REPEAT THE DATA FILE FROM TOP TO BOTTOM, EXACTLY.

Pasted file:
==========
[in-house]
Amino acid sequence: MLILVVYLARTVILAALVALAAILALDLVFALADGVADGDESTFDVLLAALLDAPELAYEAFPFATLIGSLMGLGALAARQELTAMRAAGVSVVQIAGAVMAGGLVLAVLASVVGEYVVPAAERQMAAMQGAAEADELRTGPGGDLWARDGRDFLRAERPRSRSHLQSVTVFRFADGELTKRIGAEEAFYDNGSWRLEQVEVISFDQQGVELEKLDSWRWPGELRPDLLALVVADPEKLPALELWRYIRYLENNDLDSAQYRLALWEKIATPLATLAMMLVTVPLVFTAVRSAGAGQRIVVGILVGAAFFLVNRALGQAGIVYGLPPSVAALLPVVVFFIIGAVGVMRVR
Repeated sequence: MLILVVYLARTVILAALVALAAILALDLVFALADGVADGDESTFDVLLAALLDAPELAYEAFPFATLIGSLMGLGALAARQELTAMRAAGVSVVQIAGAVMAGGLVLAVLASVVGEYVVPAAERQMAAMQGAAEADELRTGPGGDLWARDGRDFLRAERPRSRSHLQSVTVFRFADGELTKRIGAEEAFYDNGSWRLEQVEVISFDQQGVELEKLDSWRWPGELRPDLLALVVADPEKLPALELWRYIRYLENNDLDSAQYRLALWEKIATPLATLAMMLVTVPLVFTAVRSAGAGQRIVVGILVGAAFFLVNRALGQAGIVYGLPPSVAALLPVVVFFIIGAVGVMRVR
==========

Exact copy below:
[in-house]
Amino acid sequence: MLILVVYLARTVILAALVALAAILALDLVFALADGVADGDESTFDVLLAALLDAPELAYEAFPFATLIGSLMGLGALAARQELTAMRAAGVSVVQIAGAVMAGGLVLAVLASVVGEYVVPAAERQMAAMQGAAEADELRTGPGGDLWARDGRDFLRAERPRSRSHLQSVTVFRFADGELTKRIGAEEAFYDNGSWRLEQVEVISFDQQGVELEKLDSWRWPGELRPDLLALVVADPEKLPALELWRYIRYLENNDLDSAQYRLALWEKIATPLATLAMMLVTVPLVFTAVRSAGAGQRIVVGILVGAAFFLVNRALGQAGIVYGLPPSVAALLPVVVFFIIGAVGVMRVR
Repeated sequence: MLILVVYLARTVILAALVALAAILALDLVFALADGVADGDESTFDVLLAALLDAPELAYEAFPFATLIGSLMGLGALAARQELTAMRAAGVSVVQIAGAVMAGGLVLAVLASVVGEYVVPAAERQMAAMQGAAEADELRTGPGGDLWARDGRDFLRAERPRSRSHLQSVTVFRFADGELTKRIGAEEAFYDNGSWRLEQVEVISFDQQGVELEKLDSWRWPGELRPDLLALVVADPEKLPALELWRYIRYLENNDLDSAQYRLALWEKIATPLATLAMMLVTVPLVFTAVRSAGAGQRIVVGILVGAAFFLVNRALGQAGIVYGLPPSVAALLPVVVFFIIGAVGVMRVR